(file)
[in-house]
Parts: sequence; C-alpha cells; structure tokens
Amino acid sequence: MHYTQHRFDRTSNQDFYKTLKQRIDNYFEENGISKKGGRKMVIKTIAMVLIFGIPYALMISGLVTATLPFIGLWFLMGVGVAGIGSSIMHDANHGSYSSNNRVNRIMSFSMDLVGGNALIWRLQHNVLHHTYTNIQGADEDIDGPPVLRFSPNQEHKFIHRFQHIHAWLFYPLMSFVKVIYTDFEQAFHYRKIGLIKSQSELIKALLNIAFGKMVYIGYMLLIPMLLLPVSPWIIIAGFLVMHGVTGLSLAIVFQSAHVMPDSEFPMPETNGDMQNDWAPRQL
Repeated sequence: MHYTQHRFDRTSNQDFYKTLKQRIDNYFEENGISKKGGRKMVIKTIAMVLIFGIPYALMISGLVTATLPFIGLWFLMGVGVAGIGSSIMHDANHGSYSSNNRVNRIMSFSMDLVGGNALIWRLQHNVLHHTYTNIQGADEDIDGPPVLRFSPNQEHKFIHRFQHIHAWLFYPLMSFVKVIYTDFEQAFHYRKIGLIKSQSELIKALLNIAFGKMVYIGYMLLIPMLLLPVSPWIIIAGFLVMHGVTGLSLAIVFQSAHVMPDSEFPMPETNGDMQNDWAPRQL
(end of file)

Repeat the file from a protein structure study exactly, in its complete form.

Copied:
[in-house]
Parts: sequence; C-alpha cells; structure tokens
Amino acid sequence: MHYTQHRFDRTSNQDFYKTLKQRIDNYFEENGISKKGGRKMVIKTIAMVLIFGIPYALMISGLVTATLPFIGLWFLMGVGVAGIGSSIMHDANHGSYSSNNRVNRIMSFSMDLVGGNALIWRLQHNVLHHTYTNIQGADEDIDGPPVLRFSPNQEHKFIHRFQHIHAWLFYPLMSFVKVIYTDFEQAFHYRKIGLIKSQSELIKALLNIAFGKMVYIGYMLLIPMLLLPVSPWIIIAGFLVMHGVTGLSLAIVFQSAHVMPDSEFPMPETNGDMQNDWAPRQL
Repeated sequence: MHYTQHRFDRTSNQDFYKTLKQRIDNYFEENGISKKGGRKMVIKTIAMVLIFGIPYALMISGLVTATLPFIGLWFLMGVGVAGIGSSIMHDANHGSYSSNNRVNRIMSFSMDLVGGNALIWRLQHNVLHHTYTNIQGADEDIDGPPVLRFSPNQEHKFIHRFQHIHAWLFYPLMSFVKVIYTDFEQAFHYRKIGLIKSQSELIKALLNIAFGKMVYIGYMLLIPMLLLPVSPWIIIAGFLVMHGVTGLSLAIVFQSAHVMPDSEFPMPETNGDMQNDWAPRQL